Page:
Filling the gaps: Microsoft contest locates new prime numbers
Prime numbers are endlessly fascinating to computing and math fans, and there's an infinite supply of them. A Microsoft contest succeeds in fleshing out the list of primes that aren't actually the largest.
A contest to promote technical education and Microsoft's cloud-computing infrastructure has turned up a previously unknown prime number more than 342,000 digits long -- and a bunch of other smaller ones.
The Microsoft Prime Challenge contest winner, a US resident who goes by the username PHunterLau, also turned up at least four other primes in the contest. The object of the competition was not to find the largest prime ever, but instead to find primes within the wide swaths of unexplored territory that current prime-number search techniques don't scrutinize.
To perform their prime search, contestants got $200 worth of time on Microsoft Azure, the company's cloud-computing infrastructure that competes with Amazon Web Services, Google Compute Engine, Rackspace Public Cloud, and more.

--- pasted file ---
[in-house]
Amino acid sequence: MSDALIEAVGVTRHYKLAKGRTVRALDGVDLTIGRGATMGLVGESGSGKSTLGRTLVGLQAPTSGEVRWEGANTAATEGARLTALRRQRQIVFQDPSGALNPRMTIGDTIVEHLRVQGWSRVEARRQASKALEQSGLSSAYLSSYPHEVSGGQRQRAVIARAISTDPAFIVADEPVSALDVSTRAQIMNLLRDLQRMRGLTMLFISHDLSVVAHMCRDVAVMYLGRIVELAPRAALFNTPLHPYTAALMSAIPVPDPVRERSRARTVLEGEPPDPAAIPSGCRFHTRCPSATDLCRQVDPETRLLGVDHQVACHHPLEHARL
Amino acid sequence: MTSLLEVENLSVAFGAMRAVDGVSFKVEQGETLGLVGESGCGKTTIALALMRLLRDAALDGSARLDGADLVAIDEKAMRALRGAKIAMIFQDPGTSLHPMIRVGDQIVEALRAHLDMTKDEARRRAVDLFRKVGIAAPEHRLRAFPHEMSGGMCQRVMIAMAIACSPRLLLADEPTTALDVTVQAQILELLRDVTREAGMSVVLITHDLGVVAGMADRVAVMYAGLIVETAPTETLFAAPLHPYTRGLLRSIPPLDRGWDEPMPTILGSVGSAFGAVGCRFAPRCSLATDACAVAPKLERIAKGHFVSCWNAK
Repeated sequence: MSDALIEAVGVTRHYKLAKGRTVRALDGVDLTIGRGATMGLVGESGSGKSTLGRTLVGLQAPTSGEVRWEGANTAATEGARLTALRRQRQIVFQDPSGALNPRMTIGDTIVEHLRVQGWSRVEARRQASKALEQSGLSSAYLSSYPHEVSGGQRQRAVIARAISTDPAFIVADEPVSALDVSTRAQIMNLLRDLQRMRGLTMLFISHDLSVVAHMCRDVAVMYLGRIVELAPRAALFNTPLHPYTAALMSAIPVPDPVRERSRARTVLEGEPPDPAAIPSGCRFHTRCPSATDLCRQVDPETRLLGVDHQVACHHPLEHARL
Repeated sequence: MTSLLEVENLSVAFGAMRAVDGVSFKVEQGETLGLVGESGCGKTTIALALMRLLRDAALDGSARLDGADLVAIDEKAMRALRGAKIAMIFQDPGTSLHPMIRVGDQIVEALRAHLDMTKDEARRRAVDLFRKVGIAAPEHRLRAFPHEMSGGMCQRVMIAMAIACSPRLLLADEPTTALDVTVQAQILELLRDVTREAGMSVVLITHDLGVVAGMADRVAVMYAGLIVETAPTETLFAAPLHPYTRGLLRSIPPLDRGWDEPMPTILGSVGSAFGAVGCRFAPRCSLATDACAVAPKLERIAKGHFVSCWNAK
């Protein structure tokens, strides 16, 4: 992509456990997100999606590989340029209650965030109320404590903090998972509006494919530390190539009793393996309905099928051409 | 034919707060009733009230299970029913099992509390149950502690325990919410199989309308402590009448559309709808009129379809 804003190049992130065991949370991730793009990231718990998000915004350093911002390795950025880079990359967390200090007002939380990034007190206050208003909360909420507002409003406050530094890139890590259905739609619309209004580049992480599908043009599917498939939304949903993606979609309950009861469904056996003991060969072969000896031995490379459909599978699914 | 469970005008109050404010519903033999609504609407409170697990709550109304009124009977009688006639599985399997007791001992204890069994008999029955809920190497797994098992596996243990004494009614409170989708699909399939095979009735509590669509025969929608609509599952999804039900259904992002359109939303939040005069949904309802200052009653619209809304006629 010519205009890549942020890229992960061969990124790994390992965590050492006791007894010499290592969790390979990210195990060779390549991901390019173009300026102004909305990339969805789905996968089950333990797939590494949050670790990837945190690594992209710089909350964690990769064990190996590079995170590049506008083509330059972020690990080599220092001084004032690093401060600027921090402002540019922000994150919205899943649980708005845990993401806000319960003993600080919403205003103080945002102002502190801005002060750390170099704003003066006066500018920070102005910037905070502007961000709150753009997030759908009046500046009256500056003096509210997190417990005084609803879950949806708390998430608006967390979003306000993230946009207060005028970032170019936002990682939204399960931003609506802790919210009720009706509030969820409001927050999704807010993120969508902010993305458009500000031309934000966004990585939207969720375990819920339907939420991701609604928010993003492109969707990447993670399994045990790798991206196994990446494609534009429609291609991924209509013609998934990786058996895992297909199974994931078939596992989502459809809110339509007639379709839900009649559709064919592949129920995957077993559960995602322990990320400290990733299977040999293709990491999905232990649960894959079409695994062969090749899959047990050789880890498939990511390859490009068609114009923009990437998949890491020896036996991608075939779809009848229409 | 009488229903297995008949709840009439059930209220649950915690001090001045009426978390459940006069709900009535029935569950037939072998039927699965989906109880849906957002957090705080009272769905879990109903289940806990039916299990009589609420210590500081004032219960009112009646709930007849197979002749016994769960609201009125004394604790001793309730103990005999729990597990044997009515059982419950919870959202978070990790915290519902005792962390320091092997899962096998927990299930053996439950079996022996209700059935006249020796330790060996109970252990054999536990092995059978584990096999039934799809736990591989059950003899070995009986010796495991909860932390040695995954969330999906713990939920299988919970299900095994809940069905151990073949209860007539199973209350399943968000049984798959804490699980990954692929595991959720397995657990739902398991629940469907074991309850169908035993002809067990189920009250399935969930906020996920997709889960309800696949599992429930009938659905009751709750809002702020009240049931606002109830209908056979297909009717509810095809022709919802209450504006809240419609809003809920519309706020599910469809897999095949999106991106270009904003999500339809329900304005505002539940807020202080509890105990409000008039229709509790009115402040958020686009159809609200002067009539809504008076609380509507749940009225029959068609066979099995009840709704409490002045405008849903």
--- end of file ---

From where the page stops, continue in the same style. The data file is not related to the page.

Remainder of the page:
Azure is a key part of Microsoft's attempt to extend the market strength of its Windows operating system to new-era computing approaches, including the cloud computing approaches in which customers rent capacity from a company that has thousands of servers available.
But Azure doesn't just run Windows -- a variety of Linux versions are also supported. Microsoft now appears to be going even further beyond its philosophy that Windows should be every customer's solution to any computing problem.
Prime numbers, which are numbers larger than 1 that can be evenly divided only by 1 and themselves, have been mathematical curiosities for centuries and more recently have attained relevance in the computing industry as a foundation for encryption technology. And for decades, individuals and teams have strived to find ever-larger primes.
The largest known prime thus far is 2^57,885,161-1, which is a 17,425,170-digit number. The Electronic Frontier Foundation offers a $150,000 prize to anyone who can discover a prime more than 100 million digits long and a $250,000 prize for one more than a billion digits long.